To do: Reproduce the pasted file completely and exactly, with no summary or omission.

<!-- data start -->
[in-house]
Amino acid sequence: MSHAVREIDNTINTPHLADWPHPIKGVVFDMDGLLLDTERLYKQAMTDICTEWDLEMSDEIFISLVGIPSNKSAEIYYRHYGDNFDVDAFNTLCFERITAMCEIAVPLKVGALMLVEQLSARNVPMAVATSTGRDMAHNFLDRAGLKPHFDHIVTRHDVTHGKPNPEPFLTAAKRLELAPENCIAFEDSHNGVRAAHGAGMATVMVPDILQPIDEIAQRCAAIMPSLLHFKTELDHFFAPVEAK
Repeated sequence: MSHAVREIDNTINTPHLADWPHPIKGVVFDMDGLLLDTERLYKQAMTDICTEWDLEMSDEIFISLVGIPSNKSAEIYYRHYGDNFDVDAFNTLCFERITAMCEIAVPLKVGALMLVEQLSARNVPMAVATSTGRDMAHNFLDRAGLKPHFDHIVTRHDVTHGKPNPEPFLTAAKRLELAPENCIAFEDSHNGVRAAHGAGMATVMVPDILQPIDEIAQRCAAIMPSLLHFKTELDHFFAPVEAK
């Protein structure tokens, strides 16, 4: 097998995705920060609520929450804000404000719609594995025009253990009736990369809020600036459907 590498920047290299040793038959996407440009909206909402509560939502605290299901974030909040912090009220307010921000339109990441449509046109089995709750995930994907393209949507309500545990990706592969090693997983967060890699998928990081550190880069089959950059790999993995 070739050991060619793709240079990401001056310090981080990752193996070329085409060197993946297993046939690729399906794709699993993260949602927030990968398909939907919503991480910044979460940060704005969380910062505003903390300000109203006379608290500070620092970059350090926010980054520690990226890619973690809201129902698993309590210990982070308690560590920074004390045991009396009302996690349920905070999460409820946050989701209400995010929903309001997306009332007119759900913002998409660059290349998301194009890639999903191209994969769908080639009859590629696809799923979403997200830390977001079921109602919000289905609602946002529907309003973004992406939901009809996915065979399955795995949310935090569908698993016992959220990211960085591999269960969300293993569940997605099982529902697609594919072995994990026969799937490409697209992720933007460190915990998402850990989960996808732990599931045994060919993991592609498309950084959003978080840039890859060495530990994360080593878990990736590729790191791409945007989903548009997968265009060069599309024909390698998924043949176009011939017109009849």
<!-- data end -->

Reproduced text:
[in-house]
Amino acid sequence: MSHAVREIDNTINTPHLADWPHPIKGVVFDMDGLLLDTERLYKQAMTDICTEWDLEMSDEIFISLVGIPSNKSAEIYYRHYGDNFDVDAFNTLCFERITAMCEIAVPLKVGALMLVEQLSARNVPMAVATSTGRDMAHNFLDRAGLKPHFDHIVTRHDVTHGKPNPEPFLTAAKRLELAPENCIAFEDSHNGVRAAHGAGMATVMVPDILQPIDEIAQRCAAIMPSLLHFKTELDHFFAPVEAK
Repeated sequence: MSHAVREIDNTINTPHLADWPHPIKGVVFDMDGLLLDTERLYKQAMTDICTEWDLEMSDEIFISLVGIPSNKSAEIYYRHYGDNFDVDAFNTLCFERITAMCEIAVPLKVGALMLVEQLSARNVPMAVATSTGRDMAHNFLDRAGLKPHFDHIVTRHDVTHGKPNPEPFLTAAKRLELAPENCIAFEDSHNGVRAAHGAGMATVMVPDILQPIDEIAQRCAAIMPSLLHFKTELDHFFAPVEAK
């Protein structure tokens, strides 16, 4: 097998995705920060609520929450804000404000719609594995025009253990009736990369809020600036459907 590498920047290299040793038959996407440009909206909402509560939502605290299901974030909040912090009220307010921000339109990441449509046109089995709750995930994907393209949507309500545990990706592969090693997983967060890699998928990081550190880069089959950059790999993995 070739050991060619793709240079990401001056310090981080990752193996070329085409060197993946297993046939690729399906794709699993993260949602927030990968398909939907919503991480910044979460940060704005969380910062505003903390300000109203006379608290500070620092970059350090926010980054520690990226890619973690809201129902698993309590210990982070308690560590920074004390045991009396009302996690349920905070999460409820946050989701209400995010929903309001997306009332007119759900913002998409660059290349998301194009890639999903191209994969769908080639009859590629696809799923979403997200830390977001079921109602919000289905609602946002529907309003973004992406939901009809996915065979399955795995949310935090569908698993016992959220990211960085591999269960969300293993569940997605099982529902697609594919072995994990026969799937490409697209992720933007460190915990998402850990989960996808732990599931045994060919993991592609498309950084959003978080840039890859060495530990994360080593878990990736590729790191791409945007989903548009997968265009060069599309024909390698998924043949176009011939017109009849």